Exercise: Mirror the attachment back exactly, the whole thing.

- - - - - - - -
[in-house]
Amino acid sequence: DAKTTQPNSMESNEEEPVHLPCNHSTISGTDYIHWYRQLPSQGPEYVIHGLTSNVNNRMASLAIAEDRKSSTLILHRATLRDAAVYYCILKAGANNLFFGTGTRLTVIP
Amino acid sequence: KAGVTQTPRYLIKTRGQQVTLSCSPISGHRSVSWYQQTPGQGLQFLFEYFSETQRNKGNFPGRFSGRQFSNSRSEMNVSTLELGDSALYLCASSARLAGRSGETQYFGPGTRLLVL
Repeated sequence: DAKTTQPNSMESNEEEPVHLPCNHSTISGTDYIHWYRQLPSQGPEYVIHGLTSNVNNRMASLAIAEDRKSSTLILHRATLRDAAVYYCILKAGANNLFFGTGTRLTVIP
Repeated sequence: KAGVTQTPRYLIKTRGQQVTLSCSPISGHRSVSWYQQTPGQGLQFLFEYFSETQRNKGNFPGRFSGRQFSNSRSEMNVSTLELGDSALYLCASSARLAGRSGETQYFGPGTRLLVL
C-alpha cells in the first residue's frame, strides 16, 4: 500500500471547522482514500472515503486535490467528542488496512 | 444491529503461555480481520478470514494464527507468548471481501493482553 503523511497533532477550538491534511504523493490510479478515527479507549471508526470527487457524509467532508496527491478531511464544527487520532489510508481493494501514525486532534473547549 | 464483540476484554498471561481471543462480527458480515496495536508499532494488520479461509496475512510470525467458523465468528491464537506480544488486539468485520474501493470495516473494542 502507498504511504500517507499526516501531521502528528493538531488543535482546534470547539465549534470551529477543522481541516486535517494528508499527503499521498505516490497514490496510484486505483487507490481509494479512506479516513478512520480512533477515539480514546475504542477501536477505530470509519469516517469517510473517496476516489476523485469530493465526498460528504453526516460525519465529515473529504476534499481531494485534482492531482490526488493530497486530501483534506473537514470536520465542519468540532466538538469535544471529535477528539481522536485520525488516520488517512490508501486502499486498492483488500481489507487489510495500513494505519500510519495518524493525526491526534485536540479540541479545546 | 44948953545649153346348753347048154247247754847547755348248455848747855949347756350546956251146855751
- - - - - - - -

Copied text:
[in-house]
Amino acid sequence: DAKTTQPNSMESNEEEPVHLPCNHSTISGTDYIHWYRQLPSQGPEYVIHGLTSNVNNRMASLAIAEDRKSSTLILHRATLRDAAVYYCILKAGANNLFFGTGTRLTVIP
Amino acid sequence: KAGVTQTPRYLIKTRGQQVTLSCSPISGHRSVSWYQQTPGQGLQFLFEYFSETQRNKGNFPGRFSGRQFSNSRSEMNVSTLELGDSALYLCASSARLAGRSGETQYFGPGTRLLVL
Repeated sequence: DAKTTQPNSMESNEEEPVHLPCNHSTISGTDYIHWYRQLPSQGPEYVIHGLTSNVNNRMASLAIAEDRKSSTLILHRATLRDAAVYYCILKAGANNLFFGTGTRLTVIP
Repeated sequence: KAGVTQTPRYLIKTRGQQVTLSCSPISGHRSVSWYQQTPGQGLQFLFEYFSETQRNKGNFPGRFSGRQFSNSRSEMNVSTLELGDSALYLCASSARLAGRSGETQYFGPGTRLLVL
C-alpha cells in the first residue's frame, strides 16, 4: 500500500471547522482514500472515503486535490467528542488496512 | 444491529503461555480481520478470514494464527507468548471481501493482553 503523511497533532477550538491534511504523493490510479478515527479507549471508526470527487457524509467532508496527491478531511464544527487520532489510508481493494501514525486532534473547549 | 464483540476484554498471561481471543462480527458480515496495536508499532494488520479461509496475512510470525467458523465468528491464537506480544488486539468485520474501493470495516473494542 502507498504511504500517507499526516501531521502528528493538531488543535482546534470547539465549534470551529477543522481541516486535517494528508499527503499521498505516490497514490496510484486505483487507490481509494479512506479516513478512520480512533477515539480514546475504542477501536477505530470509519469516517469517510473517496476516489476523485469530493465526498460528504453526516460525519465529515473529504476534499481531494485534482492531482490526488493530497486530501483534506473537514470536520465542519468540532466538538469535544471529535477528539481522536485520525488516520488517512490508501486502499486498492483488500481489507487489510495500513494505519500510519495518524493525526491526534485536540479540541479545546 | 44948953545649153346348753347048154247247754847547755348248455848747855949347756350546956251146855751